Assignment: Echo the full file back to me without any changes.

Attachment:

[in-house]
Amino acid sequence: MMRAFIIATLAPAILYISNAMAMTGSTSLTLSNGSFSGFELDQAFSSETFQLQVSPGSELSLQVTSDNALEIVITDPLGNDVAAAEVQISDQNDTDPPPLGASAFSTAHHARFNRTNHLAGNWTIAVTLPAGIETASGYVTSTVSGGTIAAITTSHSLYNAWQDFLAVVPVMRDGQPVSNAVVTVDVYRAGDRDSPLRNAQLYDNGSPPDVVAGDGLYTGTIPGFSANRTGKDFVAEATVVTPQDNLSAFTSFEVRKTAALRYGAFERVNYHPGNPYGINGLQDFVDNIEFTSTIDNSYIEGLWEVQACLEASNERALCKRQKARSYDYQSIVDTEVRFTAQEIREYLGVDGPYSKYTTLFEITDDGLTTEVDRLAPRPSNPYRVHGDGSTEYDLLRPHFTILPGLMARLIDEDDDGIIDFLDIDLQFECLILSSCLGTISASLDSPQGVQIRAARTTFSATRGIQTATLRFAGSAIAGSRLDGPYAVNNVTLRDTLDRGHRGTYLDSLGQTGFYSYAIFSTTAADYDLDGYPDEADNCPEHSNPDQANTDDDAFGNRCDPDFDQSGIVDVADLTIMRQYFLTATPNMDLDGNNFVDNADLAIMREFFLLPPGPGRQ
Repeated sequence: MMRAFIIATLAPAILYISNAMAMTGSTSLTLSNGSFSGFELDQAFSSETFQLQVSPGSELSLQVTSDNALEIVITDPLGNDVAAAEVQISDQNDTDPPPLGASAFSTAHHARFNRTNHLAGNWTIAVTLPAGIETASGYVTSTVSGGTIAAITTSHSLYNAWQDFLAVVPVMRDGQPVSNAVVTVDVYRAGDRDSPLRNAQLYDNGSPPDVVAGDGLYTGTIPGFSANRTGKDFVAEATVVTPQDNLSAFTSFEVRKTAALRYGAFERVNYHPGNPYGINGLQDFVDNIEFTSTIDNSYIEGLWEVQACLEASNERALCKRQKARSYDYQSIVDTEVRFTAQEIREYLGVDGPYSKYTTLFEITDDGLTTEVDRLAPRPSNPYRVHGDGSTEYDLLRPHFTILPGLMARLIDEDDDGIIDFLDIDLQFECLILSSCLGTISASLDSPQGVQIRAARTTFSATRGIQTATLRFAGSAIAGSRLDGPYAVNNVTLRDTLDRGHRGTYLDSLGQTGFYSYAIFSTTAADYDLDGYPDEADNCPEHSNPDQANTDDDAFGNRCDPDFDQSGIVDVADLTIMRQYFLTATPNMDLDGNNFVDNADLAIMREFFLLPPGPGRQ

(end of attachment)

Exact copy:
[in-house]
Amino acid sequence: MMRAFIIATLAPAILYISNAMAMTGSTSLTLSNGSFSGFELDQAFSSETFQLQVSPGSELSLQVTSDNALEIVITDPLGNDVAAAEVQISDQNDTDPPPLGASAFSTAHHARFNRTNHLAGNWTIAVTLPAGIETASGYVTSTVSGGTIAAITTSHSLYNAWQDFLAVVPVMRDGQPVSNAVVTVDVYRAGDRDSPLRNAQLYDNGSPPDVVAGDGLYTGTIPGFSANRTGKDFVAEATVVTPQDNLSAFTSFEVRKTAALRYGAFERVNYHPGNPYGINGLQDFVDNIEFTSTIDNSYIEGLWEVQACLEASNERALCKRQKARSYDYQSIVDTEVRFTAQEIREYLGVDGPYSKYTTLFEITDDGLTTEVDRLAPRPSNPYRVHGDGSTEYDLLRPHFTILPGLMARLIDEDDDGIIDFLDIDLQFECLILSSCLGTISASLDSPQGVQIRAARTTFSATRGIQTATLRFAGSAIAGSRLDGPYAVNNVTLRDTLDRGHRGTYLDSLGQTGFYSYAIFSTTAADYDLDGYPDEADNCPEHSNPDQANTDDDAFGNRCDPDFDQSGIVDVADLTIMRQYFLTATPNMDLDGNNFVDNADLAIMREFFLLPPGPGRQ
Repeated sequence: MMRAFIIATLAPAILYISNAMAMTGSTSLTLSNGSFSGFELDQAFSSETFQLQVSPGSELSLQVTSDNALEIVITDPLGNDVAAAEVQISDQNDTDPPPLGASAFSTAHHARFNRTNHLAGNWTIAVTLPAGIETASGYVTSTVSGGTIAAITTSHSLYNAWQDFLAVVPVMRDGQPVSNAVVTVDVYRAGDRDSPLRNAQLYDNGSPPDVVAGDGLYTGTIPGFSANRTGKDFVAEATVVTPQDNLSAFTSFEVRKTAALRYGAFERVNYHPGNPYGINGLQDFVDNIEFTSTIDNSYIEGLWEVQACLEASNERALCKRQKARSYDYQSIVDTEVRFTAQEIREYLGVDGPYSKYTTLFEITDDGLTTEVDRLAPRPSNPYRVHGDGSTEYDLLRPHFTILPGLMARLIDEDDDGIIDFLDIDLQFECLILSSCLGTISASLDSPQGVQIRAARTTFSATRGIQTATLRFAGSAIAGSRLDGPYAVNNVTLRDTLDRGHRGTYLDSLGQTGFYSYAIFSTTAADYDLDGYPDEADNCPEHSNPDQANTDDDAFGNRCDPDFDQSGIVDVADLTIMRQYFLTATPNMDLDGNNFVDNADLAIMREFFLLPPGPGRQ